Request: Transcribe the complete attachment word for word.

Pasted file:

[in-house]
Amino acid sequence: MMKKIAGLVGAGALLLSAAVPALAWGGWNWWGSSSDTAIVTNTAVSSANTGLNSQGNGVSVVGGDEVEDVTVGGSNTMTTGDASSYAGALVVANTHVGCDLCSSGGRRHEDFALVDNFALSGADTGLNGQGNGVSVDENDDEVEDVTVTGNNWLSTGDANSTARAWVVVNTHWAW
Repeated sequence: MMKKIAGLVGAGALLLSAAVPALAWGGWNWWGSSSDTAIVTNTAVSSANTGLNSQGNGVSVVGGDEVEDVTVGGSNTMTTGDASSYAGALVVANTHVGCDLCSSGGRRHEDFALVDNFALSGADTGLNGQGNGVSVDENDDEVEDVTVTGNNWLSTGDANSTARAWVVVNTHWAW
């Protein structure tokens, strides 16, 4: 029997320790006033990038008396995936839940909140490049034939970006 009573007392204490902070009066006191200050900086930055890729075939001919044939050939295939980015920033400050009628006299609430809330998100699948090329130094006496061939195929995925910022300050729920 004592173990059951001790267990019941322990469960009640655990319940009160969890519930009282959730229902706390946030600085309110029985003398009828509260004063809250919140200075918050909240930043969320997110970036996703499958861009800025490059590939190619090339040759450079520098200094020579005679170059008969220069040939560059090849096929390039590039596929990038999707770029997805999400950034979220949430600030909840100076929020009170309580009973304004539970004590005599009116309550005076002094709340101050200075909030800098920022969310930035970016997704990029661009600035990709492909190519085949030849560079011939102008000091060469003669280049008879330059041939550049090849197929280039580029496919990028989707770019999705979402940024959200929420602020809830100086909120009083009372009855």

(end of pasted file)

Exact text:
[in-house]
Amino acid sequence: MMKKIAGLVGAGALLLSAAVPALAWGGWNWWGSSSDTAIVTNTAVSSANTGLNSQGNGVSVVGGDEVEDVTVGGSNTMTTGDASSYAGALVVANTHVGCDLCSSGGRRHEDFALVDNFALSGADTGLNGQGNGVSVDENDDEVEDVTVTGNNWLSTGDANSTARAWVVVNTHWAW
Repeated sequence: MMKKIAGLVGAGALLLSAAVPALAWGGWNWWGSSSDTAIVTNTAVSSANTGLNSQGNGVSVVGGDEVEDVTVGGSNTMTTGDASSYAGALVVANTHVGCDLCSSGGRRHEDFALVDNFALSGADTGLNGQGNGVSVDENDDEVEDVTVTGNNWLSTGDANSTARAWVVVNTHWAW
């Protein structure tokens, strides 16, 4: 029997320790006033990038008396995936839940909140490049034939970006 009573007392204490902070009066006191200050900086930055890729075939001919044939050939295939980015920033400050009628006299609430809330998100699948090329130094006496061939195929995925910022300050729920 004592173990059951001790267990019941322990469960009640655990319940009160969890519930009282959730229902706390946030600085309110029985003398009828509260004063809250919140200075918050909240930043969320997110970036996703499958861009800025490059590939190619090339040759450079520098200094020579005679170059008969220069040939560059090849096929390039590039596929990038999707770029997805999400950034979220949430600030909840100076929020009170309580009973304004539970004590005599009116309550005076002094709340101050200075909030800098920022969310930035970016997704990029661009600035990709492909190519085949030849560079011939102008000091060469003669280049008879330059041939550049090849197929280039580029496919990028989707770019999705979402940024959200929420602020809830100086909120009083009372009855």